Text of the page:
@pokeintheeye @LBart @Beer in Hand @A is for Abigail What a charmed life everyone must lead. I know people who have struggled to find work after a move or layoff, particularly if they're older, even within their same field. New liberal arts grads have had a tough time too. It can be a stressful experience. 

But teachers have zero problems at all finding a professional job, not only in teaching but in an entirely new area! Private industry can't wait to hire them. I hope people are writing articles and blogs about how this works, because I know some people who would love to know the secret.

Quo Qu ohhh
Quo Qu ohhh

@LBart (laughing) now there are only teaching jobs in DISD or the suburbs? No private, charter, or other schools within a 50 mile radius? No one looking to make a geographic adjustment from this sweltering, landlocked part of the country?? Once again, you attempt to present binary hogwash. Once again, you fail.


@LBart @Beer in Hand @A is for Abigail 

LBart, your arrogance is persistently shocking. We should be accustomed to your sneers and condescending tone, but it is still a shock.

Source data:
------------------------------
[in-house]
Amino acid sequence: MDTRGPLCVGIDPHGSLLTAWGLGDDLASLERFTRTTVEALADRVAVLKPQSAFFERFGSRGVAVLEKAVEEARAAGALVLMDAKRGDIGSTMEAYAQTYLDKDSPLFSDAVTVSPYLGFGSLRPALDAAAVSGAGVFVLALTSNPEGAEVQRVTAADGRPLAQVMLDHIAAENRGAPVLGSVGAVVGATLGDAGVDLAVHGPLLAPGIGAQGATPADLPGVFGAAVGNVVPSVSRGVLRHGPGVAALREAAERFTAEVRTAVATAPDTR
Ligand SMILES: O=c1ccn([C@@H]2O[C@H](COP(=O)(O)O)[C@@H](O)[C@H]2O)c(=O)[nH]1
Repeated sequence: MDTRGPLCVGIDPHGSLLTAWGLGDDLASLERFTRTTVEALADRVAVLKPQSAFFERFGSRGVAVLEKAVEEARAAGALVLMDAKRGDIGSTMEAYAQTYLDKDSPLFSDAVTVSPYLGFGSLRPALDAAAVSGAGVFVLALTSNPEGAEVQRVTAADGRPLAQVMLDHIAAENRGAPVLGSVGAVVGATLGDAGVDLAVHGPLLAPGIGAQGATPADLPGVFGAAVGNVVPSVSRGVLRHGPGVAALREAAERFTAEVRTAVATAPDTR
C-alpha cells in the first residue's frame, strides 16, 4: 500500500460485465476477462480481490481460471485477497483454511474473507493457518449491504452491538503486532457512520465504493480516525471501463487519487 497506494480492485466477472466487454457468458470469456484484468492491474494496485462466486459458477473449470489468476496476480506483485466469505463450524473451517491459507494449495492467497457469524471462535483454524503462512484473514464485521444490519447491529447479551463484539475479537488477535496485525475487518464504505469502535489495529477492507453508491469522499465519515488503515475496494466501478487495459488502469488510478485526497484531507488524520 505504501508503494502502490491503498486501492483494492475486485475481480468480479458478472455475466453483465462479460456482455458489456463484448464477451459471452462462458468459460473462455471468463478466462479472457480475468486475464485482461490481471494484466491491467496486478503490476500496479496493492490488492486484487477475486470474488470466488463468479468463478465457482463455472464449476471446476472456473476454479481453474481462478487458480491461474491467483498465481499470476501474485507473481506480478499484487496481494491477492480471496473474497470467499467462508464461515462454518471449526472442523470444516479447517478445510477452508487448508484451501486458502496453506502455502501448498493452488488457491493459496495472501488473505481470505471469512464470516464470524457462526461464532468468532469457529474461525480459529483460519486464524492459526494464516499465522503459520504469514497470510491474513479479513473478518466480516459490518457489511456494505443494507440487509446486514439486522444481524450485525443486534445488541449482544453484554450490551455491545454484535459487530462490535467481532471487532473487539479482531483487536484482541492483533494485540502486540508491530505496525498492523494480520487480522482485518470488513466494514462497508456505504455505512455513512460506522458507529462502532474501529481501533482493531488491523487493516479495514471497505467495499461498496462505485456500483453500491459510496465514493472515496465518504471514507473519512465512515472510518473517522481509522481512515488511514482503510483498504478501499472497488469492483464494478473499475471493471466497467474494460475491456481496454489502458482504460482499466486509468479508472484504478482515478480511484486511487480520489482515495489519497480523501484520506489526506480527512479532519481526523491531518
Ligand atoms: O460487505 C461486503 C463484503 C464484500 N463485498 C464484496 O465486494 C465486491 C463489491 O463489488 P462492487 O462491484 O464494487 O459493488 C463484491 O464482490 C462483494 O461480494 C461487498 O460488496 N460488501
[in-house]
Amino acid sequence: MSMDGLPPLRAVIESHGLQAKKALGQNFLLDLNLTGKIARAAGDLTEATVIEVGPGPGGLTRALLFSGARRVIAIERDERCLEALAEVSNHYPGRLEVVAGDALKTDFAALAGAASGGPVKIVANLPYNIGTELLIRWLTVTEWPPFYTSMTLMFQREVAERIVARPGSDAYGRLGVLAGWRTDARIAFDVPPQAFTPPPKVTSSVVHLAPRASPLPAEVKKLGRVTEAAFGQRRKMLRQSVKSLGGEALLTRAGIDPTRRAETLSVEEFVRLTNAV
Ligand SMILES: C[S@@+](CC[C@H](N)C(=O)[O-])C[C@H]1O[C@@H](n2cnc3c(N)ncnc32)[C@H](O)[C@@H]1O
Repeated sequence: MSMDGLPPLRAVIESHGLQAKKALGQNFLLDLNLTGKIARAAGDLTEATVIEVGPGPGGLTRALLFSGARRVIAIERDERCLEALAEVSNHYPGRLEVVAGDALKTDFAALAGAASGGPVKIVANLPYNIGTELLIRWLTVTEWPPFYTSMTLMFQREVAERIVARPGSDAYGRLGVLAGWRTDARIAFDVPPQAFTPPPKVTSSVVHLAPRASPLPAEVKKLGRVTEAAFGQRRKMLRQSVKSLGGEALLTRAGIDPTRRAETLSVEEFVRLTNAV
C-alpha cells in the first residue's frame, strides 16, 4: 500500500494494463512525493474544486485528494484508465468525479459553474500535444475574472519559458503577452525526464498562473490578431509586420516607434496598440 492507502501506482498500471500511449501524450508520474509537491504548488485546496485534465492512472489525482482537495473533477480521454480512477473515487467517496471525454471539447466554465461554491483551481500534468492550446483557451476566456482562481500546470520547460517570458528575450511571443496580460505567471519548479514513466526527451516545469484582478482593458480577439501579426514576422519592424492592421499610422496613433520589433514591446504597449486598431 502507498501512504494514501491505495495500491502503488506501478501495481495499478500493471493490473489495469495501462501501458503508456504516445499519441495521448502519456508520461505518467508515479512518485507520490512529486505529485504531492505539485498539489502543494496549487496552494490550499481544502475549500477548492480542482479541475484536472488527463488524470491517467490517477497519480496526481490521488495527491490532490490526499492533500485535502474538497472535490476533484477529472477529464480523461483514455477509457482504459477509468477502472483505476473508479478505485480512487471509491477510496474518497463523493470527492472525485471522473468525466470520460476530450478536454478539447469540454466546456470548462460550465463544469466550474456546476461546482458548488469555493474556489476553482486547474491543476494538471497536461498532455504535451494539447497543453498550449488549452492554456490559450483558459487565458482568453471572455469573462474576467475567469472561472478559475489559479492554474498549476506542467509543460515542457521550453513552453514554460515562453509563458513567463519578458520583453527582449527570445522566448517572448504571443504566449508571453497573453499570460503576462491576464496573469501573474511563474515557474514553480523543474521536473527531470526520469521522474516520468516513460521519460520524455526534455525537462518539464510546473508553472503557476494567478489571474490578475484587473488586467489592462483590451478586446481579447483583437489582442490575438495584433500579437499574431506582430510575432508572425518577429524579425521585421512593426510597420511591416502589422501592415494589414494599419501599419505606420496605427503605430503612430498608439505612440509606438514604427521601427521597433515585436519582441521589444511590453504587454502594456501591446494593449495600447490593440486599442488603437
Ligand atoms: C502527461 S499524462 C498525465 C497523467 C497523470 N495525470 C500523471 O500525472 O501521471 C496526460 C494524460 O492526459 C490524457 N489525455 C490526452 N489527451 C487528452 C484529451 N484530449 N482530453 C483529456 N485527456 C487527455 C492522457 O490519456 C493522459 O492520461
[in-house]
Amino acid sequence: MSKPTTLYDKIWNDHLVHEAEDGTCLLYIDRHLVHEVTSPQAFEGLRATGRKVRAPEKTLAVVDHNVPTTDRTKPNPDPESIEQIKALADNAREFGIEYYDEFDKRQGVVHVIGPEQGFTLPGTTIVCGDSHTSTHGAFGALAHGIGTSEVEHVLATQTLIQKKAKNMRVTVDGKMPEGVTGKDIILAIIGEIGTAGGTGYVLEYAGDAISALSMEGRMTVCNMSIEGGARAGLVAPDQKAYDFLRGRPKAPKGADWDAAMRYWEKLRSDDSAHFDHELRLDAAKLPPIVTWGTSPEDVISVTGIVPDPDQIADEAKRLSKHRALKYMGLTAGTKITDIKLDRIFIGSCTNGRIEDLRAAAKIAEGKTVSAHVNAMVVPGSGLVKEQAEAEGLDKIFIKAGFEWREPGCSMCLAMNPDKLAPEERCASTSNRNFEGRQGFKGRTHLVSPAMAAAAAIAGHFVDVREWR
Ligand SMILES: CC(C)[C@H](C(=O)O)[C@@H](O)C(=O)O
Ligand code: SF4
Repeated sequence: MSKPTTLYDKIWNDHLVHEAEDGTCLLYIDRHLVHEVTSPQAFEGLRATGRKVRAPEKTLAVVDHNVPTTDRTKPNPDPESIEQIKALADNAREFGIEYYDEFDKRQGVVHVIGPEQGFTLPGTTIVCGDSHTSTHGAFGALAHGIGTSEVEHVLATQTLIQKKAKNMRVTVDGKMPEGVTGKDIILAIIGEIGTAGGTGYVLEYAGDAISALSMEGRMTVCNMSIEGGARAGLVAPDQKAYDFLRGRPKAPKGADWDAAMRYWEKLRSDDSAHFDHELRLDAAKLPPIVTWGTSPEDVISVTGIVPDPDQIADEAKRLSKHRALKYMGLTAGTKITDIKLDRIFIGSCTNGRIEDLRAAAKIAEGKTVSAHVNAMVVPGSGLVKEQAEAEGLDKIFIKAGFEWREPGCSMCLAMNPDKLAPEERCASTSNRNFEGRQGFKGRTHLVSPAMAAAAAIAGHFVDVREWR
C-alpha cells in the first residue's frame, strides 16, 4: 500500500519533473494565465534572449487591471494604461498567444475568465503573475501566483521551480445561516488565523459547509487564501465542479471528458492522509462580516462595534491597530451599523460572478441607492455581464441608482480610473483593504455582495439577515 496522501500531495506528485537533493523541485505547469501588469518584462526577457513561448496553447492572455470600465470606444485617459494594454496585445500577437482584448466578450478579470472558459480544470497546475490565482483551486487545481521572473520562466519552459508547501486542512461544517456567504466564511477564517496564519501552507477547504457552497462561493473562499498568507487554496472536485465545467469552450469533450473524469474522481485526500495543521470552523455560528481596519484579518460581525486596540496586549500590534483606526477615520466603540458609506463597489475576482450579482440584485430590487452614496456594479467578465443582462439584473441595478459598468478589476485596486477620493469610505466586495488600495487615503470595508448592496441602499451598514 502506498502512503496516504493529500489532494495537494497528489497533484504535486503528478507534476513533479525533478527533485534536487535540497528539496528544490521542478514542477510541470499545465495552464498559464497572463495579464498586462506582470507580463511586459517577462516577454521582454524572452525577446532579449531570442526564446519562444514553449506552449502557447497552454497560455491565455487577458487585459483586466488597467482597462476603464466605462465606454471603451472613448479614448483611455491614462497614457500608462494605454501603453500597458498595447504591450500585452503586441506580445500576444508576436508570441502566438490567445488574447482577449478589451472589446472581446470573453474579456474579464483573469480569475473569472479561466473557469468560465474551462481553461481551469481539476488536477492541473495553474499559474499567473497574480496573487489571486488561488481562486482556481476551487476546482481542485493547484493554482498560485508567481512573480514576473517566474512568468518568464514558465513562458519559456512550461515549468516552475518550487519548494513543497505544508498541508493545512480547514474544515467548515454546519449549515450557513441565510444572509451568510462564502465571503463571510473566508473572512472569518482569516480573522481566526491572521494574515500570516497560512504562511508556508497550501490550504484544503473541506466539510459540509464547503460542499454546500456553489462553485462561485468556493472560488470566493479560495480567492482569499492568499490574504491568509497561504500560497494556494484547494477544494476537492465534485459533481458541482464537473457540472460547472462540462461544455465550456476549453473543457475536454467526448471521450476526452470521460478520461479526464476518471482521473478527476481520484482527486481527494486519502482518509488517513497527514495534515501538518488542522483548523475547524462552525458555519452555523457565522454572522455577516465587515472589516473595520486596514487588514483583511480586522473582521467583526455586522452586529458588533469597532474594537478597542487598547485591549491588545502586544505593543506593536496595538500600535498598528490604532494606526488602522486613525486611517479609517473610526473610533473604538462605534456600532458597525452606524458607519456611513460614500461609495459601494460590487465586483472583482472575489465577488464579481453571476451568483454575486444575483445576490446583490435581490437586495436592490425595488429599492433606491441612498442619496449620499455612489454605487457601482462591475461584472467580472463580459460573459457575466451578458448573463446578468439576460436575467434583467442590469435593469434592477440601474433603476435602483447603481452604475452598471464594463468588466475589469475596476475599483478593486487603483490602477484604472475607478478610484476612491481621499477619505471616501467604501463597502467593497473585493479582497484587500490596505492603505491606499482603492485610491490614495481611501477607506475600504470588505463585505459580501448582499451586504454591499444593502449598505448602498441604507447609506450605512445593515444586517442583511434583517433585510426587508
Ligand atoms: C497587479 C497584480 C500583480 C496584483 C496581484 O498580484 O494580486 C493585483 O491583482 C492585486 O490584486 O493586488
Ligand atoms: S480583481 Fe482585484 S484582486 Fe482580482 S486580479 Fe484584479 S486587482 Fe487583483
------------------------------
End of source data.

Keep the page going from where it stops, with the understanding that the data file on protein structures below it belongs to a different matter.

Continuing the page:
Secondary teachers usually have enough content expertise to use their skills in private industry. This is true of all the smart and talented teachers, which is the majority leaving, for either other teaching jobs or nonprofits or companies.

What is truly fascinating about Miles is that the layer of teachers who are actually incompetent hasn't been touched by all this chaos. It's the teaching talent that is leaving because they are always mobile.

It will take years to replenish the vacant classrooms left by Miles' mismanagement and the support of the PACs who know nothing about education.

To paraphrase a totally incompetent president, "Great job, LBart."

Book Fairy
Book Fairy 1 Like

@LBart @Beer in Hand @A is for Abigail I don't know of anyone who is quitting without a signed contract in hand.  At least not to take another teaching job.  Some folks are headed for corporate America. That's where I came from.  Competition is fierce, but what I am hearing from the new expatriates is that hiring districts know DISD teachers have skills dealing with a changing higher poverty demographic and the 'burbs appreciate their experience. 


@Beer in Hand @LBart @A is for Abigail No, I know many DISD teachers are very good. But I'm questioning whether, according to your position, neighboring districts have so many openings that they can absorb hundreds or thousands of fleeing DISD teachers without a ripple.

I know some people hiring in other districts and it's true that they've gotten more apps than usual from DISD teachers, but the place doesn't come to a screeching halt when they get a DISD resume: "OMG, a DISD teacher! Never mind the other interviews, here's your key!"